Which Reusable Water Bottle for You?
Reusable water bottles save you money and are kinder to the environment – nothing to throw away and no need to continually buy bottles of water.
But what kind of reusable bottle should you buy? Plastic, metal, or glass?
First of all, are plastic bottles safe? Did you know commercial bottled water has an expiration date? Toxic chemicals in the plastic bottle leach into the water over time. They leach more quickly when the bottle is left out in the sun, or is reused and washed with hot water. When you drink the water from these bottles, you also drink the leached chemicals.
The plastic bottles in which water and soda are sold are PET bottles (resin #1) and they’re not meant to be reused due to the possibility of bacterial buildup. This is aside from the danger of leaching chemicals. It’s best to just recycle rather than reuse them. Bottles made of polyethylene (resins #2 and 4) and polypropylene (resin #5) do not have long-term durability. They are not dishwasher safe. The harder polycarbonate plastics (resins #3, 6, and 7) contain a hormone disrupter called Bisphenol A (BPA). Some manufacturers have responded to concerns about BPA and have replaced it with Bisphenol S (BPS). However, BPS has also been identified as a hormone disrupter.
Reusable plastic water bottles can develop unpleasant tastes or odors over time. They can be cleaned with a few drops each of vinegar and dish soap mixed with a cup of warm water.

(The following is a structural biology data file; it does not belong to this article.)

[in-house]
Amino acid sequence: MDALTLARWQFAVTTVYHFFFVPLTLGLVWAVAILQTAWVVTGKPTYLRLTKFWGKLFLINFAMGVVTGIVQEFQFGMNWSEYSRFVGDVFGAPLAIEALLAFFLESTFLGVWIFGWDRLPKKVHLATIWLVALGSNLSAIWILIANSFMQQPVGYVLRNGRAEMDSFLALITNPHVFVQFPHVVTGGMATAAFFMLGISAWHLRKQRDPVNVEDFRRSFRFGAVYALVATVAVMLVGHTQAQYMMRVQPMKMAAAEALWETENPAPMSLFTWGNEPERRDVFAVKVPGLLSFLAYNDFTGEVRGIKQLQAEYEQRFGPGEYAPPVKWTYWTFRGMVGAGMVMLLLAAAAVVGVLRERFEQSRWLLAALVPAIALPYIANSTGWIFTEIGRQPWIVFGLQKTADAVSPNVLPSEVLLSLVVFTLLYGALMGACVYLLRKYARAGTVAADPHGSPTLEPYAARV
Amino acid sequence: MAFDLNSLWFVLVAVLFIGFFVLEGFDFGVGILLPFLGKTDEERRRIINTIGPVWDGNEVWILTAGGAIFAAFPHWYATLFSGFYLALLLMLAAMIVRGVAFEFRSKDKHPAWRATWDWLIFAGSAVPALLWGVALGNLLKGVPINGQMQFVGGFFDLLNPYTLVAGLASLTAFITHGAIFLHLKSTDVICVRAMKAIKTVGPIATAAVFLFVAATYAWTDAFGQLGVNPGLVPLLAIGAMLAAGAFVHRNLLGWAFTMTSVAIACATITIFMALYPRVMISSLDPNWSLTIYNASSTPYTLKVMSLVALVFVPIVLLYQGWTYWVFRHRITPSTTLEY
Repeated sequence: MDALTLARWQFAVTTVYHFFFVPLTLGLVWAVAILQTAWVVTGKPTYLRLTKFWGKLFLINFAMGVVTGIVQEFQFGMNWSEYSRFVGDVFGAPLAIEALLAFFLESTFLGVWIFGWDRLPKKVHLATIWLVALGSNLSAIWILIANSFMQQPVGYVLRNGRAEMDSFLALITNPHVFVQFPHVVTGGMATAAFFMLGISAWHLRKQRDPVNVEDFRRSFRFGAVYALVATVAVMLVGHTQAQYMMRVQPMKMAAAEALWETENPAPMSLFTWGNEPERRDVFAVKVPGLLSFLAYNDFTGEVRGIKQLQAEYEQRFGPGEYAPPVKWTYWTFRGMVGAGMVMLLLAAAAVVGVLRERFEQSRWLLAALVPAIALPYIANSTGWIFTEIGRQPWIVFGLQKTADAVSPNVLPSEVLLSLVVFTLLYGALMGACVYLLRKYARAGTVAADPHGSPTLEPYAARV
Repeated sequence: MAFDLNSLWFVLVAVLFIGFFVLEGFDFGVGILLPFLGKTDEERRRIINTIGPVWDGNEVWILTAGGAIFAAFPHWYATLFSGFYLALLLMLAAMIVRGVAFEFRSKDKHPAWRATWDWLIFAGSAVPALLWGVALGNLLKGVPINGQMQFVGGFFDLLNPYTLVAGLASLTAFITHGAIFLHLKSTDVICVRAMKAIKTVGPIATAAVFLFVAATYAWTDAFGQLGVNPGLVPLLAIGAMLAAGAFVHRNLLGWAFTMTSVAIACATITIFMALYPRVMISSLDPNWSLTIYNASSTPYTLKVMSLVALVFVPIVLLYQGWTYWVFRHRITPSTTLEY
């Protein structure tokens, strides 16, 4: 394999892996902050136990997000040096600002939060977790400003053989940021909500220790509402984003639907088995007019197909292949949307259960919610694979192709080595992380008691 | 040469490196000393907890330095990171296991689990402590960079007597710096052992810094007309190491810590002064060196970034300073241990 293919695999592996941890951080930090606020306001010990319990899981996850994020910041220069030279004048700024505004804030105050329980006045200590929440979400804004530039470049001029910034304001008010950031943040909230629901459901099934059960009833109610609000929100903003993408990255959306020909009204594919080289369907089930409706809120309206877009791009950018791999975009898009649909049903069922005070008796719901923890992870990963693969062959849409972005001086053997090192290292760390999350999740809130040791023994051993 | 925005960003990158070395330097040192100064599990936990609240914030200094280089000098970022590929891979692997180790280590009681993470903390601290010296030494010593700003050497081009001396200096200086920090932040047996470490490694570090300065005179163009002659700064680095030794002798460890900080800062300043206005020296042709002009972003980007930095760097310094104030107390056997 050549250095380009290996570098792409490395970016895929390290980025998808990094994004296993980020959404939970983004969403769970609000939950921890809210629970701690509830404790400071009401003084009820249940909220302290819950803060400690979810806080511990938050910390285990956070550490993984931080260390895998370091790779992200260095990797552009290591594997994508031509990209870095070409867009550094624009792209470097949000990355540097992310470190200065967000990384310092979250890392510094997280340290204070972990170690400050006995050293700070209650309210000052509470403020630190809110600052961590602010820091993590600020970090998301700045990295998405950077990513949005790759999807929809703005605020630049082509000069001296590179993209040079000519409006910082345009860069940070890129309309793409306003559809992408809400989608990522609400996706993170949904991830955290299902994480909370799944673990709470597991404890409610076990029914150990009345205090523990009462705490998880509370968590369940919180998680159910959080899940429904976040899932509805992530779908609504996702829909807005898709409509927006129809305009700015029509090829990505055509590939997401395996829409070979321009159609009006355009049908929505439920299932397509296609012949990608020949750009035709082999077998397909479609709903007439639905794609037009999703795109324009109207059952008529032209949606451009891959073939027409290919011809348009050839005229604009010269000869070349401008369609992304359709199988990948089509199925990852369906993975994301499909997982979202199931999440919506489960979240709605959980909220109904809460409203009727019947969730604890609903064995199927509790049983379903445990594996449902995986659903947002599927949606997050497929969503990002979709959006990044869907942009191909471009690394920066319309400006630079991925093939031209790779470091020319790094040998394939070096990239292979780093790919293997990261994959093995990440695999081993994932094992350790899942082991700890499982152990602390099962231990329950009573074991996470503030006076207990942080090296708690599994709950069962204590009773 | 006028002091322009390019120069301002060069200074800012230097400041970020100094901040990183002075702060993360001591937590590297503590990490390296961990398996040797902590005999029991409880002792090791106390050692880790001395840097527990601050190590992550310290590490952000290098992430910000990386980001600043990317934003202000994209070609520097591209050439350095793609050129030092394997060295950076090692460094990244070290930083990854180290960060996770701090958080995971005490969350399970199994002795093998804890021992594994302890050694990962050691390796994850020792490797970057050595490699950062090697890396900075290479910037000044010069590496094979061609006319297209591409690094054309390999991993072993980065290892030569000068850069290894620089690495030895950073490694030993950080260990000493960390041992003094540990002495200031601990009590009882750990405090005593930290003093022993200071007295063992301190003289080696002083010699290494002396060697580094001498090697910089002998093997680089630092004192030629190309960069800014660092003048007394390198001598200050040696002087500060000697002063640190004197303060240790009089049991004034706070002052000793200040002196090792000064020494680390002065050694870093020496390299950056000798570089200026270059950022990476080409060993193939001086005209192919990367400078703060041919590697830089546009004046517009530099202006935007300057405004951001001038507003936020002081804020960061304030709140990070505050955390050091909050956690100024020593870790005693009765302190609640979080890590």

So what about metal? They’re lightweight, they keep drinks cooler longer, and they tend not to have residual odors the way plastic bottles do. However, aluminum is reactive and requires a liner that could leach BPA or other chemicals. Lined aluminum bottles are not recyclable once they’re no longer useful to you.
Stainless steel bottles perform best because they’re non-reactive so no lining is necessary. Therefore, no harmful chemicals will leach into your drink. These bottles are durable, and they’re recyclable after many years of use.
Then there’s glass. It’s heavier than other options, but it’s easy to clean and won’t absorb liquid dyes or flavors. Many come with an outer sleeve to prevent breakage.
Aside from safety, what’s most important to you? Portability? Durability? Style? Size? No leakage so you can throw it in a bag? Consider your needs, and find the best bottle for you.
Remember, when you use a reusable water bottle, you help reduce the use of disposable ones. Using a reusable water bottle instead of buying bottled water saves you money over the long term. In fact, bottled water can cost up to 500 times as much per gallon as tap water.
Here are a few other reasons why to use a reusable water bottle:
• One plastic bottle can take hundreds of years to decompose.
• The production of one plastic bottle uses energy, emits toxins into the air, and uses more water to produce than is actually put into the bottle for drinking.
• Plastic bottles are among the most prevalent sources of pollution found on U.S. beaches
• The average American uses and discards 167 bottles of water a year.